Milt Jackson & Ray Charles: A Brotherly Union

'Soul Brothers'
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Atlantic/Rhino

Put the needle down on a copy of Soul Brothers - perhaps, the soon to be available vinyl reissue of this early Atlantic Records classic, repressed in honor of Black Music Month - and you'd be forgiven for not believing your ears.

Sure, it's five run-throughs of stellar small-combo jazz: pianos, guitar, bass, drums and saxophone, nothing odd about that. And jazz purists doubtlessly know Milt Jackson's vibraphone skills from his tenure with the Modern Jazz Quartet as well as records under his aegis as a bandleader. But...Ray Charles? The genius of soul music himself?

READ MORE: The Genius on Atlantic: A Selection of Ray Charles' Best

Yes, that's the two of them together, working the studio space on measured but gripping musical jaunts. Just the thrill of the duo coloring outside their lines is a trip. Both men were already known in their respective genres - Jackson as a cornerstone of the MJQ, Charles as the R&B master behind "Mess Around," "I've Got a Woman" and "Drown in My Own Tears." (He was still a year from crossing over to the pop charts with "What'd I Say.") But they were paying attention to each other's careers. "No more of this MJQ Mozart Society shit," Franklin allegedly told Atlantic's Nesuhi Ertegun, who produced the sessions that led to Soul Brothers. "I’m gonna play the blues with Ray.”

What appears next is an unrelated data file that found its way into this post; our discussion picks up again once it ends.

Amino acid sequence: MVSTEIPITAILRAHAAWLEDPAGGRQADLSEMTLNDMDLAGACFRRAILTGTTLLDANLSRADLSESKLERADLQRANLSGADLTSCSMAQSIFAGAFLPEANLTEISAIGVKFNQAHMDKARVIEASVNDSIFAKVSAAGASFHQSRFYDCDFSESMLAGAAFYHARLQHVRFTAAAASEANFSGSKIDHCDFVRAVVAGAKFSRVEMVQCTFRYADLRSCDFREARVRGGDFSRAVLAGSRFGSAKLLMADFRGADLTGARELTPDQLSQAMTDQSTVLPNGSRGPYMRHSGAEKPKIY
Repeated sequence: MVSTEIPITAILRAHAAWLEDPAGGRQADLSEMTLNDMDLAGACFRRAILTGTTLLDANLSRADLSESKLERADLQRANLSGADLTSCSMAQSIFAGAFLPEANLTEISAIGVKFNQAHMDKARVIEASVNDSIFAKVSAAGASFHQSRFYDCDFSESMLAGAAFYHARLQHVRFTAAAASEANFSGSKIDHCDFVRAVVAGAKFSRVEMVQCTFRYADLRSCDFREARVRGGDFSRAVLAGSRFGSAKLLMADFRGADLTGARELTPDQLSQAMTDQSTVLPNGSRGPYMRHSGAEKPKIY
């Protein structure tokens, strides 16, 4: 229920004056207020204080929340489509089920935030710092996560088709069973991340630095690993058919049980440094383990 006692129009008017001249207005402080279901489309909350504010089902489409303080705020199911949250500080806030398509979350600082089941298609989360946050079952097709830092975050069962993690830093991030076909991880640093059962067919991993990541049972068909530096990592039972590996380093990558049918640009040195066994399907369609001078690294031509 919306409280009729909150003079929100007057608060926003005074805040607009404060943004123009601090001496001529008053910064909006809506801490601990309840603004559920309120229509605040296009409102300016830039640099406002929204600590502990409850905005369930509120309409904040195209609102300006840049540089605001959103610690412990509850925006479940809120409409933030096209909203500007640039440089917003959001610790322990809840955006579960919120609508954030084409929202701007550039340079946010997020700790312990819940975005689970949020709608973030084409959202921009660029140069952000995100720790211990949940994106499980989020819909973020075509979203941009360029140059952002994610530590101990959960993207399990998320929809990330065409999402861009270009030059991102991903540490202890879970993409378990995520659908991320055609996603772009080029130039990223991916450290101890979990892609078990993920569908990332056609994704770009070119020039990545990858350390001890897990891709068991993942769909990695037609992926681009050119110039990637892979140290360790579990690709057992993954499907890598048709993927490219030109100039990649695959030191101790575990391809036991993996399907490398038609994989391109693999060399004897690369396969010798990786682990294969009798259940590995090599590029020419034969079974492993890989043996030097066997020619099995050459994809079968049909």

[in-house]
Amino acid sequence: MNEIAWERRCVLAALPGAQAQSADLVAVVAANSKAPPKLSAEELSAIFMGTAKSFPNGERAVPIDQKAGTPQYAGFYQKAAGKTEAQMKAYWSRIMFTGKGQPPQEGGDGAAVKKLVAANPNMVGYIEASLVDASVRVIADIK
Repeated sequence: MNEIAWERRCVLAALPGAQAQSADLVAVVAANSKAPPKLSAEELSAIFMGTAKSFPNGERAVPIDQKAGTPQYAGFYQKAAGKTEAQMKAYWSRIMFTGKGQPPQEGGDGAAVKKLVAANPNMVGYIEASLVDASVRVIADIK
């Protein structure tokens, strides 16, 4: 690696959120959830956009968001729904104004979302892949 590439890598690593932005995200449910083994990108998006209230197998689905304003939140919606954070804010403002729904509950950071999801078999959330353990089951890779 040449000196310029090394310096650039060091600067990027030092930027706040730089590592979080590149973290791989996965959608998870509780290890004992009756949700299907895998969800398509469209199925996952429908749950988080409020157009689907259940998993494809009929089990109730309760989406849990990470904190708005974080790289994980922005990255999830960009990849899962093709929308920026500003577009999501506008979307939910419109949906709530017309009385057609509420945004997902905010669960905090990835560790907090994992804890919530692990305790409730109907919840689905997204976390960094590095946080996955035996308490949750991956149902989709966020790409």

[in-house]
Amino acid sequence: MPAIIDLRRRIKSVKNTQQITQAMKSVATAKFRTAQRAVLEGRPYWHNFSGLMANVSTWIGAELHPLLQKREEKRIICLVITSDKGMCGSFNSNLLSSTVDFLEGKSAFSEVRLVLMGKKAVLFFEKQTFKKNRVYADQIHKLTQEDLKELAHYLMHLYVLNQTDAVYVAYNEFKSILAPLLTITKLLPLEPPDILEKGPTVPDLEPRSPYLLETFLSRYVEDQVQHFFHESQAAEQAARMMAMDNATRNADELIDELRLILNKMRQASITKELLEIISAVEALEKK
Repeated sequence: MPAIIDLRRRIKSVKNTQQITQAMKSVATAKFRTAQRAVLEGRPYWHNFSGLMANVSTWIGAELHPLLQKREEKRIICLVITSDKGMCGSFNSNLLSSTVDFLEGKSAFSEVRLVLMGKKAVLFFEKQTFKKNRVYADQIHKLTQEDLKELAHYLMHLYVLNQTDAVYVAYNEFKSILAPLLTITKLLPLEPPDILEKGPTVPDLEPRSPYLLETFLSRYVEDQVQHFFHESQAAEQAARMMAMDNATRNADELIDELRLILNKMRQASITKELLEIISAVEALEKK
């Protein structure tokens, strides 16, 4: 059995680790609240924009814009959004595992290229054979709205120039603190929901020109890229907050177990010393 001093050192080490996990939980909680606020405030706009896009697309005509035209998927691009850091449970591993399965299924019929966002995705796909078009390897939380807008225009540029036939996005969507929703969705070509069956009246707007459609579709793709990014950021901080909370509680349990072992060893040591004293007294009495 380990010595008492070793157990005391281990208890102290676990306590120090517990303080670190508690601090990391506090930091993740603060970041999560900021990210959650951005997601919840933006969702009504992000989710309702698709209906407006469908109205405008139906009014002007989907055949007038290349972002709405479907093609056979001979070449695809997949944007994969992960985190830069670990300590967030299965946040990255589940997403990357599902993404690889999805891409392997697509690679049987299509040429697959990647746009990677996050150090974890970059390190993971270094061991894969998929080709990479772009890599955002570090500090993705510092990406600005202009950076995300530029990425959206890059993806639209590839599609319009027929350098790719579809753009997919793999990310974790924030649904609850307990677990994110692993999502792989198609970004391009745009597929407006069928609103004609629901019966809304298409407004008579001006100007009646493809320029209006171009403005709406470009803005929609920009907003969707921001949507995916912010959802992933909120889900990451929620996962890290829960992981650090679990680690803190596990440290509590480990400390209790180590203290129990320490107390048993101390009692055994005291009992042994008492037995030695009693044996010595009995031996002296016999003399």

And Ray was enamored of Franklin's abilities. "The thing about a musician like Milt is, he's versatile," Charles told The New York Times in 1977. "He can play in the Modern Jazz Quartet, and then you can ask him to play a mess of blues or something like what they call rock and roll, and he has no problem doing that. Many of the musicians coming up today can't do all of that, and its a shame.”

The sessions for Soul Brothers - recorded over two dates in 1957 and 1958, with additional tracks released as Soul Meeting in 1961 - featured even more surprises than the initial shock of Brother Ray in full jazz mode. As legendary engineer Tom Dowd waited for Franklin's vibraphone to show up, "Milt comes walking in with a guitar on his back and says, ‘Where do I plug this thing in?’ Then Ray comes in with an alto case and he says, ‘I ain’t playing piano tonight, I’m playing sax.’" Both men primarily stuck to pianos and keyboards for the sessions, but it's that anything goes spirit that makes the record a winner.

If you're in the mood for a different kind of sound on LP, Soul Brothers may be a winner for you, too.

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